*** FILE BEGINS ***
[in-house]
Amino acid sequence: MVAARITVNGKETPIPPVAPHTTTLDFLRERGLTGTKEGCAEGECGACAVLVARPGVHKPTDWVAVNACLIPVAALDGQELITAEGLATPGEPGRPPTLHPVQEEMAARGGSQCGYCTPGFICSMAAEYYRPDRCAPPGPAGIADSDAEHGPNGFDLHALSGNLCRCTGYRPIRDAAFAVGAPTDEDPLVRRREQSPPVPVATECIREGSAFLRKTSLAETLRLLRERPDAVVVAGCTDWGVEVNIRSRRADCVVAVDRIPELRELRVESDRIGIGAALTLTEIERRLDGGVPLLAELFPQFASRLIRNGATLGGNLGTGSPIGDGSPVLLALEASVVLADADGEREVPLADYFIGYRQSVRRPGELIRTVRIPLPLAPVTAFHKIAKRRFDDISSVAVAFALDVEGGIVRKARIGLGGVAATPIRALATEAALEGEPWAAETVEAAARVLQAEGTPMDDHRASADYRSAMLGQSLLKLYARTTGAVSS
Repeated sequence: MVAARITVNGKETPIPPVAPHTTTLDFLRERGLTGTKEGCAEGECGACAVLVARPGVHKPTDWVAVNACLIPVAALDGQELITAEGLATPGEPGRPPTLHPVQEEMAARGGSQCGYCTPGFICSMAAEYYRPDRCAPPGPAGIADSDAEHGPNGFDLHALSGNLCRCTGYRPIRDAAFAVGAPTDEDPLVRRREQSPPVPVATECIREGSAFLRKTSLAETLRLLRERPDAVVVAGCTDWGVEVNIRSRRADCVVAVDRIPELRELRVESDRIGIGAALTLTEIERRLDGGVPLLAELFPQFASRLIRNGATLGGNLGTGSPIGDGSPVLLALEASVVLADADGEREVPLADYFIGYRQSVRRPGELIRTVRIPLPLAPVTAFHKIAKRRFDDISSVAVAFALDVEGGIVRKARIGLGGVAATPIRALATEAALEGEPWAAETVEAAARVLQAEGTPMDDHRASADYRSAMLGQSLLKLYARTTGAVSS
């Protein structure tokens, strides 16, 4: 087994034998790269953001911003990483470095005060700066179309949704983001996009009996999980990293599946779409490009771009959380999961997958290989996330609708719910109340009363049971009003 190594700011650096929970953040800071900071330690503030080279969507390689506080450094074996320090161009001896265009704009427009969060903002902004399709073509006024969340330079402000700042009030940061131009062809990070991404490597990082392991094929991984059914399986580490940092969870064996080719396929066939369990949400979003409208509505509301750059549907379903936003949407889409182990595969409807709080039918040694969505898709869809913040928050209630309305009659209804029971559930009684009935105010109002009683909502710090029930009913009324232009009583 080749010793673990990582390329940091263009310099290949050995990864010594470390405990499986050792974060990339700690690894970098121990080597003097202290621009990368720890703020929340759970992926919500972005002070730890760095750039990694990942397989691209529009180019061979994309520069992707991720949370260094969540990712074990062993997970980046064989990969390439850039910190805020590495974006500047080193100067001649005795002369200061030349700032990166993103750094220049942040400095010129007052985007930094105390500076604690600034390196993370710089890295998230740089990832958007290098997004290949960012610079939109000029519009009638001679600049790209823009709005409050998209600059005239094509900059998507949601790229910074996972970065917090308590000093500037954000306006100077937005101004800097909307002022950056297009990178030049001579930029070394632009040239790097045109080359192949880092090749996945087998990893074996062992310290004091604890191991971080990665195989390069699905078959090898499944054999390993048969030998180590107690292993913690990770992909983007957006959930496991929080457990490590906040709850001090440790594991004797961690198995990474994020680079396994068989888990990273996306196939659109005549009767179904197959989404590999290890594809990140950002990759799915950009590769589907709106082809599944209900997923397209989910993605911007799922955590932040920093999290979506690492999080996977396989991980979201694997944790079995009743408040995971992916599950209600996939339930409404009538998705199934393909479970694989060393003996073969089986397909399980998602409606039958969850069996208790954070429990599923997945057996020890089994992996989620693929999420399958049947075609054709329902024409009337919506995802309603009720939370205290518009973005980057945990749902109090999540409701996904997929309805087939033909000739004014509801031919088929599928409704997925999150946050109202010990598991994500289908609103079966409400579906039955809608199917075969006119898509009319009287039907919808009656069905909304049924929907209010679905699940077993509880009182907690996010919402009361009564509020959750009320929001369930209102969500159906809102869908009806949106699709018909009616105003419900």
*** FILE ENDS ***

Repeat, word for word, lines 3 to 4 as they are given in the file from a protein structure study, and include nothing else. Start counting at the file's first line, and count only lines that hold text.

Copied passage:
Repeated sequence: MVAARITVNGKETPIPPVAPHTTTLDFLRERGLTGTKEGCAEGECGACAVLVARPGVHKPTDWVAVNACLIPVAALDGQELITAEGLATPGEPGRPPTLHPVQEEMAARGGSQCGYCTPGFICSMAAEYYRPDRCAPPGPAGIADSDAEHGPNGFDLHALSGNLCRCTGYRPIRDAAFAVGAPTDEDPLVRRREQSPPVPVATECIREGSAFLRKTSLAETLRLLRERPDAVVVAGCTDWGVEVNIRSRRADCVVAVDRIPELRELRVESDRIGIGAALTLTEIERRLDGGVPLLAELFPQFASRLIRNGATLGGNLGTGSPIGDGSPVLLALEASVVLADADGEREVPLADYFIGYRQSVRRPGELIRTVRIPLPLAPVTAFHKIAKRRFDDISSVAVAFALDVEGGIVRKARIGLGGVAATPIRALATEAALEGEPWAAETVEAAARVLQAEGTPMDDHRASADYRSAMLGQSLLKLYARTTGAVSS
């Protein structure tokens, strides 16, 4: 087994034998790269953001911003990483470095005060700066179309949704983001996009009996999980990293599946779409490009771009959380999961997958290989996330609708719910109340009363049971009003 190594700011650096929970953040800071900071330690503030080279969507390689506080450094074996320090161009001896265009704009427009969060903002902004399709073509006024969340330079402000700042009030940061131009062809990070991404490597990082392991094929991984059914399986580490940092969870064996080719396929066939369990949400979003409208509505509301750059549907379903936003949407889409182990595969409807709080039918040694969505898709869809913040928050209630309305009659209804029971559930009684009935105010109002009683909502710090029930009913009324232009009583 080749010793673990990582390329940091263009310099290949050995990864010594470390405990499986050792974060990339700690690894970098121990080597003097202290621009990368720890703020929340759970992926919500972005002070730890760095750039990694990942397989691209529009180019061979994309520069992707991720949370260094969540990712074990062993997970980046064989990969390439850039910190805020590495974006500047080193100067001649005795002369200061030349700032990166993103750094220049942040400095010129007052985007930094105390500076604690600034390196993370710089890295998230740089990832958007290098997004290949960012610079939109000029519009009638001679600049790209823009709005409050998209600059005239094509900059998507949601790229910074996972970065917090308590000093500037954000306006100077937005101004800097909307002022950056297009990178030049001579930029070394632009040239790097045109080359192949880092090749996945087998990893074996062992310290004091604890191991971080990665195989390069699905078959090898499944054999390993048969030998180590107690292993913690990770992909983007957006959930496991929080457990490590906040709850001090440790594991004797961690198995990474994020680079396994068989888990990273996306196939659109005549009767179904197959989404590999290890594809990140950002990759799915950009590769589907709106082809599944209900997923397209989910993605911007799922955590932040920093999290979506690492999080996977396989991980979201694997944790079995009743408040995971992916599950209600996939339930409404009538998705199934393909479970694989060393003996073969089986397909399980998602409606039958969850069996208790954070429990599923997945057996020890089994992996989620693929999420399958049947075609054709329902024409009337919506995802309603009720939370205290518009973005980057945990749902109090999540409701996904997929309805087939033909000739004014509801031919088929599928409704997925999150946050109202010990598991994500289908609103079966409400579906039955809608199917075969006119898509009319009287039907919808009656069905909304049924929907209010679905699940077993509880009182907690996010919402009361009564509020959750009320929001369930209102969500159906809102869908009806949106699709018909009616105003419900």